Letters from leaders of Hong Kong's political parties and government departments.
The unique hardship endured by you and your party Demosisto is definitely not something to be celebrated. It is a clear remark of the dire political situation. During 1980s when Deng Xiaoping created the concept of One Country Two Systems, Beijing’s focus was to adopt the good elements of Hong Kong’s system for the development of China, in particular the legal system that had the trust of the majority; but in 2017, Beijing’s confidence of its one party authoritarian rule is so overwhelming that they ask Hong Kong to learn from the Mainland system instead. As a result, not only is the prospect of real democracy in Hong Kong being crushed, but even the judiciary is becoming a political tool of the executive branch.
Many observers have stated, Hong Kong’s accelerated fall to authoritarian rule is not something only enforced by Beijing, but are endorsed by many local elites who were grown up with a colonial mentality. The three judges of the court of appeal who grossly neglected civil disobedience as a rightful motive clearly put themselves in a cooperative role to keep the undemocratic status quo, rather than to promote the healthy change of the society towards democracy.
What worries me is that the legacy of our thirty year old democratic movement is not substantial enough to resist the amalgamation of our 170 year old conforming colonial mentality with the authoritarian agenda brought to us by our new master from the north. Since the umbrella movement cynicism became the prevalent mood, the number of people who dare to voice out dropped drastically, even when the population is confronted with major human rights setbacks such as the Causeway Bay Bookstore saga, the disqualifications of elected legislators using new interpretation of Article 104 of the Basic Law, and even the giving up of Hong Kong jurisdiction to the mainland authority in the high-speed railway co-location scheme.
When we dig deeper to the Hong Kong identity, I am surprised to see that although many of us have strong affection towards Hong Kong, we don’t really act as if this city belongs to us. For example when the government has total control to land sale and town planning and the whole land administration is a black box since the 19th century, we don’t feel the urgency to take back the power. That should be the core part of our democratic movement yet in many years no one talked about it until young protesters came out several years ago to fight against the Northeast New Territories new development area. Thirteen of them were sent to prison last week due to a review of sentence applied by the department of justice.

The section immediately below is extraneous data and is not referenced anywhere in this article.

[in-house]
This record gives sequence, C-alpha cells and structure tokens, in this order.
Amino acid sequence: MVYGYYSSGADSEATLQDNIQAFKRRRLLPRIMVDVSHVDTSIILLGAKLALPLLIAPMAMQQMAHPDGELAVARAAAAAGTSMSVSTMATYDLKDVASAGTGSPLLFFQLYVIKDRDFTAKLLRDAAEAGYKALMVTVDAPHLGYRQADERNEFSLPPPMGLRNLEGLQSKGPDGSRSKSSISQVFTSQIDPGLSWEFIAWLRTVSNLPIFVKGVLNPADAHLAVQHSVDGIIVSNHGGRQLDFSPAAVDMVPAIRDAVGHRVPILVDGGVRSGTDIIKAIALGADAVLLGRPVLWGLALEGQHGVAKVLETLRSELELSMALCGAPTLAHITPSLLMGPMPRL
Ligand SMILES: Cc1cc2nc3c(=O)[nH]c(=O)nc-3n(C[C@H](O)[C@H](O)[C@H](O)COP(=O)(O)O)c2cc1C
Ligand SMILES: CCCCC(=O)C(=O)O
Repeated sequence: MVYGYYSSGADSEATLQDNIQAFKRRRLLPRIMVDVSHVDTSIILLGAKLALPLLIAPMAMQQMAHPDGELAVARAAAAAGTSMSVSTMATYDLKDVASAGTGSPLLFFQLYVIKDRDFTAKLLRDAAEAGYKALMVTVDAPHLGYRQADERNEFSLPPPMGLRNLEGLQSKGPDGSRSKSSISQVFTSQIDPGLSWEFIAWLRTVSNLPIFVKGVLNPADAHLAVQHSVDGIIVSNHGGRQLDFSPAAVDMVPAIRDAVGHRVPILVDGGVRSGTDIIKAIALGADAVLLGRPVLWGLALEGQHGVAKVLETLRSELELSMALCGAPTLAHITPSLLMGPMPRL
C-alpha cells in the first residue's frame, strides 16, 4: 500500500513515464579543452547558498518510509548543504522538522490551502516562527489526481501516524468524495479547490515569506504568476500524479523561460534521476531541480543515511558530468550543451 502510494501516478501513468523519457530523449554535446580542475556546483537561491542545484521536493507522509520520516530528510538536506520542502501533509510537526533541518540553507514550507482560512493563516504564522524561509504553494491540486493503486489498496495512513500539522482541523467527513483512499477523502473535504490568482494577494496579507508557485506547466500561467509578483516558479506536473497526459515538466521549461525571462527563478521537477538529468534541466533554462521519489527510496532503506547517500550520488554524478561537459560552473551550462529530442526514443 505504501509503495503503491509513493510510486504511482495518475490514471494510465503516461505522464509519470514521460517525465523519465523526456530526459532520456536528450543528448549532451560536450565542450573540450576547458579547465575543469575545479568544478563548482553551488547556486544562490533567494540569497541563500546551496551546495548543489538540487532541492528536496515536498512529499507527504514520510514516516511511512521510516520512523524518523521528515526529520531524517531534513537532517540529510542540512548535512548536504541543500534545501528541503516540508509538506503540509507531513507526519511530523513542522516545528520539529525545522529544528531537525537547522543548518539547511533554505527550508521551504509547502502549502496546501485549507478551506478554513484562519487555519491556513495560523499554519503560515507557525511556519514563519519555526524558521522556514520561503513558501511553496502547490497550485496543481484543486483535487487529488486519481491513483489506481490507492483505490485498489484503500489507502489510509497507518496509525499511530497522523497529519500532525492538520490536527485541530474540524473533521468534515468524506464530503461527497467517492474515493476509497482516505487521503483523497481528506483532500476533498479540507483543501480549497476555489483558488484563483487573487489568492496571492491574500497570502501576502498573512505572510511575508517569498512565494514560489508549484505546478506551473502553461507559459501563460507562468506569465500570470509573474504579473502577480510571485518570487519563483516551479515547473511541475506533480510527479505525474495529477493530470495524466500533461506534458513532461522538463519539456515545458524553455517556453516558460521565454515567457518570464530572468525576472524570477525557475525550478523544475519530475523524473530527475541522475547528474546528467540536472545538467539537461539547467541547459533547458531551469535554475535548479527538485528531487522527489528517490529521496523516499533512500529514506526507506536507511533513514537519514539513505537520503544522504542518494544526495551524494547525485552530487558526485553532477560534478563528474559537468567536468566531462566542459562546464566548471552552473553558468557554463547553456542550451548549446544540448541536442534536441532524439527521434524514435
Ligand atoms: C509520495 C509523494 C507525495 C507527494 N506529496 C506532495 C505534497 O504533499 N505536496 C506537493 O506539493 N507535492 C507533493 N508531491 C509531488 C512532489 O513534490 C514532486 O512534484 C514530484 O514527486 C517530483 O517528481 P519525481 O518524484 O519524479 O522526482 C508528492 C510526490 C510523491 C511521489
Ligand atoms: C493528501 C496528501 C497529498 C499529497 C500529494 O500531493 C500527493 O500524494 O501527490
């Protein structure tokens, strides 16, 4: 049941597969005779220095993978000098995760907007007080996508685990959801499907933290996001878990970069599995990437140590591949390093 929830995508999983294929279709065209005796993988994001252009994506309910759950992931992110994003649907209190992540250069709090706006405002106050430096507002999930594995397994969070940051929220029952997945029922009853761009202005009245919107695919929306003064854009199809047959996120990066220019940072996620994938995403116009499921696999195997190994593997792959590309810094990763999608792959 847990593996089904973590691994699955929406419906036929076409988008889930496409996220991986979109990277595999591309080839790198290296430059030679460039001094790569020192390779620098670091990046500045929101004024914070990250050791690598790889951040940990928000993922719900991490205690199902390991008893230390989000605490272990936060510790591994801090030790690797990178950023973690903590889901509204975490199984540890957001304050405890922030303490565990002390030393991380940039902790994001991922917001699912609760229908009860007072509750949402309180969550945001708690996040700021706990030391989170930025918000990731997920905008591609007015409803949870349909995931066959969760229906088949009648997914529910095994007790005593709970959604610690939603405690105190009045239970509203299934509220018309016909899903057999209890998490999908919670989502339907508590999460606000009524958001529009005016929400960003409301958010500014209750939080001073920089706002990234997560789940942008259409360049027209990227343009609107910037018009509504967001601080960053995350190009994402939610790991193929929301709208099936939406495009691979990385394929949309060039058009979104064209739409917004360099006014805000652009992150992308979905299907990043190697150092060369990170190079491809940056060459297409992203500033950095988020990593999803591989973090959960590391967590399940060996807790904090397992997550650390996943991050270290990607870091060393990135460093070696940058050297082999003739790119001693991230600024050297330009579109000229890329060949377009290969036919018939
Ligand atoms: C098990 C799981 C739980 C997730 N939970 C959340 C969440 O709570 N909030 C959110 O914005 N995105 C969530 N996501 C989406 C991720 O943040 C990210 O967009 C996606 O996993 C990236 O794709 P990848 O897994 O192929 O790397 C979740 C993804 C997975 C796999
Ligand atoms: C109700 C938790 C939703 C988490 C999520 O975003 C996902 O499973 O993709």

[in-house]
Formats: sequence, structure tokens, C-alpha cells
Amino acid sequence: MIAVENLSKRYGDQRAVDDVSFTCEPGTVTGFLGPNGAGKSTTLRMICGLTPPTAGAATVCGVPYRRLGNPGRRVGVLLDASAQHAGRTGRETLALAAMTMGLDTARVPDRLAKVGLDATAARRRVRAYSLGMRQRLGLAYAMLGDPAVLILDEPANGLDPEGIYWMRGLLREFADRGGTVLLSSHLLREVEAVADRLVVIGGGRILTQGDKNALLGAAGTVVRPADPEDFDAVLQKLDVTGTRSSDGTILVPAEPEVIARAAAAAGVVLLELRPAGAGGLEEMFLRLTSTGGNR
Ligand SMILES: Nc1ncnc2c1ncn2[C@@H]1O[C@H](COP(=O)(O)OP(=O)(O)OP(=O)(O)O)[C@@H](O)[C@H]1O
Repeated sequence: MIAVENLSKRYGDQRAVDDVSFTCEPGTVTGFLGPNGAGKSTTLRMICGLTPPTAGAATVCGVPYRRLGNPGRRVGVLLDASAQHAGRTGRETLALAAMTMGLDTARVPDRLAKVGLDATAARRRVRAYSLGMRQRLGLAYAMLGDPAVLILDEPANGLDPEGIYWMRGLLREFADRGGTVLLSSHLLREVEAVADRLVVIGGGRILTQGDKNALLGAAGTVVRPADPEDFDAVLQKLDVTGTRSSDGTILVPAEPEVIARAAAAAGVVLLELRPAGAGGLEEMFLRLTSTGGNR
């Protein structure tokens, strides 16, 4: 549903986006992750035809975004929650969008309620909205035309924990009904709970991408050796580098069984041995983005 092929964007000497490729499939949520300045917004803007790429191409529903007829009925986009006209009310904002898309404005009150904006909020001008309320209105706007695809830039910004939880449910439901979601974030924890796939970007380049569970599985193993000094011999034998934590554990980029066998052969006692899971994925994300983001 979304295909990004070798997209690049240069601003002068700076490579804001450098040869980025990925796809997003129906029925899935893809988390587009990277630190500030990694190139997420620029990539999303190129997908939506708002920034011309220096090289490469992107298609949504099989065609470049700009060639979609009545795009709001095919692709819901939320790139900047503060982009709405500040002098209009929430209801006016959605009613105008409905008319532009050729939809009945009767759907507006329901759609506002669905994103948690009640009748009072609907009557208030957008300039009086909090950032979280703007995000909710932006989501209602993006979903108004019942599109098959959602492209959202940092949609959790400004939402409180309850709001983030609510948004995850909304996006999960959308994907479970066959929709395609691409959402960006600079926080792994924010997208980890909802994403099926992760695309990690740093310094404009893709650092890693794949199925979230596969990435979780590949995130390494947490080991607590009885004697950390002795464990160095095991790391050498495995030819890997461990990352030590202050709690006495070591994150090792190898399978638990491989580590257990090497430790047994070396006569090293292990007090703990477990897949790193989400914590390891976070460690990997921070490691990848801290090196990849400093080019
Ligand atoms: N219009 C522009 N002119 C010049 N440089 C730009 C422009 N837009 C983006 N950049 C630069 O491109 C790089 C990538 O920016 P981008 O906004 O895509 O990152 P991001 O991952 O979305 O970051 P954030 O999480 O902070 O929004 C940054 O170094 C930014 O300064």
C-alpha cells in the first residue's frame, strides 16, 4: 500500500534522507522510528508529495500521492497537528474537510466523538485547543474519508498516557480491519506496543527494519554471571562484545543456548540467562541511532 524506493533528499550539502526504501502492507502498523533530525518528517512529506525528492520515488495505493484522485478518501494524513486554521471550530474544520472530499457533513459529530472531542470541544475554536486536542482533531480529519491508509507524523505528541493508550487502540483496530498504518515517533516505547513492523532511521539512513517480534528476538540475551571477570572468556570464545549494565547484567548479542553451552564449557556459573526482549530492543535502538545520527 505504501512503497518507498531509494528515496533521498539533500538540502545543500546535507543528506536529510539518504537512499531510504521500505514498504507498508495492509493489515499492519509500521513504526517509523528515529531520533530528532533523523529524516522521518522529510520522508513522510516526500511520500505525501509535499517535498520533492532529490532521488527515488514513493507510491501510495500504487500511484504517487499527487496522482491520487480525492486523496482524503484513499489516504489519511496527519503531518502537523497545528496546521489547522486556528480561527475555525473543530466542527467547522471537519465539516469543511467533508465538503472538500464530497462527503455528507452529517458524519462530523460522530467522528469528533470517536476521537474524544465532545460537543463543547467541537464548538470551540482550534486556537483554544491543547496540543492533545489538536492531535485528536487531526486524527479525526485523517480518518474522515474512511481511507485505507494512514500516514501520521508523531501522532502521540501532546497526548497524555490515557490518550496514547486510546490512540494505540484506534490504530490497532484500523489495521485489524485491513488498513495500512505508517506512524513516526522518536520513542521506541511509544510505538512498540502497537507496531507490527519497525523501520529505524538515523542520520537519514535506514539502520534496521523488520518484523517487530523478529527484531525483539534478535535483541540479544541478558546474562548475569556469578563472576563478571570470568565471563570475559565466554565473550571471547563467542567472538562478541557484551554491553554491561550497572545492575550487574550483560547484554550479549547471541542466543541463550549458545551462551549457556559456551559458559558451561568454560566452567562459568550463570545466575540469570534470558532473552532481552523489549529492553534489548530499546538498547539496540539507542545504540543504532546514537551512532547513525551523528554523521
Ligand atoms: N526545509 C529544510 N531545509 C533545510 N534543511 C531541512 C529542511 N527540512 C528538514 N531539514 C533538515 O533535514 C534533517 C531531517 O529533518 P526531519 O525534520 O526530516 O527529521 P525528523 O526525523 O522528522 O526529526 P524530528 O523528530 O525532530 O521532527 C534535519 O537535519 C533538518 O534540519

The government is also playing a very successful PR campaign since CY Leung became Chief executive in demonizing the democrats as anti-development and common enemy of the city. But in fact we are fighting for every in the city the rights to decide the allocation of land resources, which I think is the only solution to the housing problem of the city.
Beijing and Hong Kong local elites are encroaching every aspects of the democratic movement. we have the media mostly controlled by pro-Beijing businessmen, we have 6 elected legislators from the democratic camp disqualified, we have mega state enterprises continue buying up properties and public utilities with the aim to control the economy, and the most serious thing is, we have a demoralized population. It is when the above conditions ready that the SAR government started this round of imprisonment of young activists in order to decapitate the new generation of the opposition. They try to make this as the fatal blow to the movement.